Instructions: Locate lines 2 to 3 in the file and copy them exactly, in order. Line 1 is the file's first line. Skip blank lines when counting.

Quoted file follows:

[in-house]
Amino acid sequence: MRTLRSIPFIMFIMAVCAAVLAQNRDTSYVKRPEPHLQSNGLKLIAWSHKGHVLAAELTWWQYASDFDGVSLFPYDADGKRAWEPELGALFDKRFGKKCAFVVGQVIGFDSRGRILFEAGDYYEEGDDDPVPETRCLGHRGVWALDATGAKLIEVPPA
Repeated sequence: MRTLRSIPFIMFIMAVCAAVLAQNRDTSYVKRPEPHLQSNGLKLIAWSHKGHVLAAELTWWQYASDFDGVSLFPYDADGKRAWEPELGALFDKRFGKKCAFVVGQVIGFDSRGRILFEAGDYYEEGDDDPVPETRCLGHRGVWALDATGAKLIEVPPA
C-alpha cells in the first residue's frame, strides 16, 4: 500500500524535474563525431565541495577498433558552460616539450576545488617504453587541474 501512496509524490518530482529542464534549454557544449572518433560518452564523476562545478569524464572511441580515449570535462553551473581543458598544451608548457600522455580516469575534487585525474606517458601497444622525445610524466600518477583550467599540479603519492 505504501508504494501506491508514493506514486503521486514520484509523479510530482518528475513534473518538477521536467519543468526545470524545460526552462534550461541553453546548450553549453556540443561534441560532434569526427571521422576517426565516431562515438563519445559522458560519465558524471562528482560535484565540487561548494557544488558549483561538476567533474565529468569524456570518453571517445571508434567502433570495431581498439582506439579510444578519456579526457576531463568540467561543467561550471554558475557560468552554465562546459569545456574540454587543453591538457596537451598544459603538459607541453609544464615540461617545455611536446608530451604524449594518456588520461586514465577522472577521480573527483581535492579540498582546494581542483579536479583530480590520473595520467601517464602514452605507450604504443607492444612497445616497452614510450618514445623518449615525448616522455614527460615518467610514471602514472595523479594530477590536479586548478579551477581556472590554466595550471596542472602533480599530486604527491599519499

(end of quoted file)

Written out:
Amino acid sequence: MRTLRSIPFIMFIMAVCAAVLAQNRDTSYVKRPEPHLQSNGLKLIAWSHKGHVLAAELTWWQYASDFDGVSLFPYDADGKRAWEPELGALFDKRFGKKCAFVVGQVIGFDSRGRILFEAGDYYEEGDDDPVPETRCLGHRGVWALDATGAKLIEVPPA
Repeated sequence: MRTLRSIPFIMFIMAVCAAVLAQNRDTSYVKRPEPHLQSNGLKLIAWSHKGHVLAAELTWWQYASDFDGVSLFPYDADGKRAWEPELGALFDKRFGKKCAFVVGQVIGFDSRGRILFEAGDYYEEGDDDPVPETRCLGHRGVWALDATGAKLIEVPPA